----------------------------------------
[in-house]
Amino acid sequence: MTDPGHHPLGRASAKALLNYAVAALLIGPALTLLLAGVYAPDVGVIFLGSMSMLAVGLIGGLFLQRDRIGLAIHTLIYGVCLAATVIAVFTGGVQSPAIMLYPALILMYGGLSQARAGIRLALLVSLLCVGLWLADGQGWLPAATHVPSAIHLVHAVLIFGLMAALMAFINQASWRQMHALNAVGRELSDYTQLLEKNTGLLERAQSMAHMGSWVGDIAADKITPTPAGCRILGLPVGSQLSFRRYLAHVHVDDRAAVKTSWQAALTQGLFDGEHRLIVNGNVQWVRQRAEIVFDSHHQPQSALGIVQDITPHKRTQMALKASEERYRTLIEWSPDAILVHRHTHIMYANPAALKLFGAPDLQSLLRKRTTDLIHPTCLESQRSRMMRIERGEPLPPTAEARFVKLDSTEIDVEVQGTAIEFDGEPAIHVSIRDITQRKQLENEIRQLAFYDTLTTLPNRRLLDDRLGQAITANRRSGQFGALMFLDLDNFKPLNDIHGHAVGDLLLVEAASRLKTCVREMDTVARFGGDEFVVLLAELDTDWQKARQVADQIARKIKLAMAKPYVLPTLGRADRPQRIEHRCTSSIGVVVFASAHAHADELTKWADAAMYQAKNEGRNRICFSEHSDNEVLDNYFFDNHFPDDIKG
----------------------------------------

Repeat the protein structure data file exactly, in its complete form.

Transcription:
[in-house]
Amino acid sequence: MTDPGHHPLGRASAKALLNYAVAALLIGPALTLLLAGVYAPDVGVIFLGSMSMLAVGLIGGLFLQRDRIGLAIHTLIYGVCLAATVIAVFTGGVQSPAIMLYPALILMYGGLSQARAGIRLALLVSLLCVGLWLADGQGWLPAATHVPSAIHLVHAVLIFGLMAALMAFINQASWRQMHALNAVGRELSDYTQLLEKNTGLLERAQSMAHMGSWVGDIAADKITPTPAGCRILGLPVGSQLSFRRYLAHVHVDDRAAVKTSWQAALTQGLFDGEHRLIVNGNVQWVRQRAEIVFDSHHQPQSALGIVQDITPHKRTQMALKASEERYRTLIEWSPDAILVHRHTHIMYANPAALKLFGAPDLQSLLRKRTTDLIHPTCLESQRSRMMRIERGEPLPPTAEARFVKLDSTEIDVEVQGTAIEFDGEPAIHVSIRDITQRKQLENEIRQLAFYDTLTTLPNRRLLDDRLGQAITANRRSGQFGALMFLDLDNFKPLNDIHGHAVGDLLLVEAASRLKTCVREMDTVARFGGDEFVVLLAELDTDWQKARQVADQIARKIKLAMAKPYVLPTLGRADRPQRIEHRCTSSIGVVVFASAHAHADELTKWADAAMYQAKNEGRNRICFSEHSDNEVLDNYFFDNHFPDDIKG